By Kristine Joy Patag | The Philippine Star
MANILA, Philippines — The Office of the Solicitor General said the Presidential Electoral Tribunal has power to declare a failure of elections, an action that former Sen. Ferdinand “Bongbong” Marcos Jr. is pushing for in his poll protest against Vice President Leni Robredo.
“The [PET] has the power to declare the annulment of elections or a failure of elections without infringing upon the authority of the Commission on Elections,” Solicitor General Jose Calida said.
“In the case at bar, it is undubitable that even if the votes cast in the provinces of Maguindanao, Lanao del Sur, and Basilan are declared null and void, there is no failure to elect to speak of. On the contrary, the ultimate winner, or the one with the majority (or plurality) of the valid votes cast, is easily determinable,” the OSG also said.
According to an earlier STAR report, Robredo garnered 477,985 votes against Marcos’ 169,160 in the three provinces. If the voting in the three provinces will be declared as void, Robredo’s narrow lead against Marcos of 263,473 votes will be wiped out.
The OSG filed its 40-page comment in compliance with the directive of the Supreme Court, sitting as PET, to weigh in on issues related to Marcos’ third cause of action in his electoral protest.
In particular, on the annulment of elections in the provinces of Lanao del Sur, Basilan and Maguindanao on the ground of terrorism, intimidation, harassment of voters and pre-shading of ballots.
The tribunal asked the OSG and the Commission on Elections whether the PET is empowered to declare the annulment of elections without special elections and the failure of elections and order the conduct of special elections
It also asked the OSG and Comelec to answer whether the Tribunal’s declaration of failure or elections and then the ordering of special elections will infringe upon the Comelec’s mandate and power provided for in Article IX (C) (Sec. 2) of the Constitution.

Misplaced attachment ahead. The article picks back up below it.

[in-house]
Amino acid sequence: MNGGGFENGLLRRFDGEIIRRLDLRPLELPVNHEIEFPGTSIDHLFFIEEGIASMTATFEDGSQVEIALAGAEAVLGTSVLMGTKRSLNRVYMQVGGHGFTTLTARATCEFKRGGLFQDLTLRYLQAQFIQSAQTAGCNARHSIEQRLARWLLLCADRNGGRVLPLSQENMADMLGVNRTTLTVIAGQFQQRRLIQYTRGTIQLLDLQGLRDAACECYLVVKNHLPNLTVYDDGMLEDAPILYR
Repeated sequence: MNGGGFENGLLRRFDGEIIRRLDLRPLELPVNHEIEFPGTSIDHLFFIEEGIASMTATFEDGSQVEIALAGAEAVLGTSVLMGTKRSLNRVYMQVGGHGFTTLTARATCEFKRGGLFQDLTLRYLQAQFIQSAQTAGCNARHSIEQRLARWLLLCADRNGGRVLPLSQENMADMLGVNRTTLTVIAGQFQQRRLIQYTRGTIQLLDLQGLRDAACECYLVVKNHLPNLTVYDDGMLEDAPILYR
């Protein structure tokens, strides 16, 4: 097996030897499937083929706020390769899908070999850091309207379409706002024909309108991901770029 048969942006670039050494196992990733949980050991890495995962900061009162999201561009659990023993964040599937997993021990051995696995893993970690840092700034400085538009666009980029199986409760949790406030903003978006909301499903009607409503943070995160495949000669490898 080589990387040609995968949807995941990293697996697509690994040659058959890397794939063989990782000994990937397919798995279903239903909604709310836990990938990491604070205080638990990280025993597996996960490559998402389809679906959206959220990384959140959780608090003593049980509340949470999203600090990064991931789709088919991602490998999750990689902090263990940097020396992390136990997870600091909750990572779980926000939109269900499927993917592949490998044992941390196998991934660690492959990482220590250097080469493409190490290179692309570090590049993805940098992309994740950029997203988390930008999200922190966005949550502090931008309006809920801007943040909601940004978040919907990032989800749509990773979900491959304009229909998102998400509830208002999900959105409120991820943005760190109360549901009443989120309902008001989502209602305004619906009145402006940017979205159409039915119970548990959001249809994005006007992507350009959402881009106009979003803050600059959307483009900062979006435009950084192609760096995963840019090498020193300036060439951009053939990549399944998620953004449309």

This is not the first time that the OSG is taking a position that would favor Marcos. When the SC was deliberating on whether votes with 25% shaded ovals are considered valid, Calida said there would be no basis to apply the 25-percent threshold in the recount, while Comelec said in its own comment that voting machines were calibrated to read as valid votes marks that cover at least 25% of the oval.
OSG: PET can annul elections but cannot hold special elections
The OSG said the PET can declare the annulment of elections or failure of elections following Section 4(7), Article VIII of the 1987 Constitution, which holds that the “SC, sitting en banc, shall be the sole judge of all contests relating to the election, returns and qualifications of the President or Vice-President, and may promulgate its rules for the purpose.”
Calida also quoted Abes v Comelec, where the SC said: “That Comelec is not the proper forum to seek annulment of an election based on terrorism, frauds and other illegal practices.”
Following this, the OSG said that the issues such as there “was terrorism, vote-buying or other irregularities in the elections should be ventilated in regular election protests,” and not the Comelec.
Calida also asserted that the power of PET to declare a failure of elections is “implicit” in its mandate. “The PET’s power to determine, via an electoral protest, the actual winner in the election for President and Vice-President, or who between the candidates received the majority of the valid votes cast, necessarily includes the determination of whether there was a failure of elections,” the Comment read.
But the OSG said that the tribunal does not have the power to call for special elections, as this the PET’s jurisdiction can only be invoked after an election was held, it said.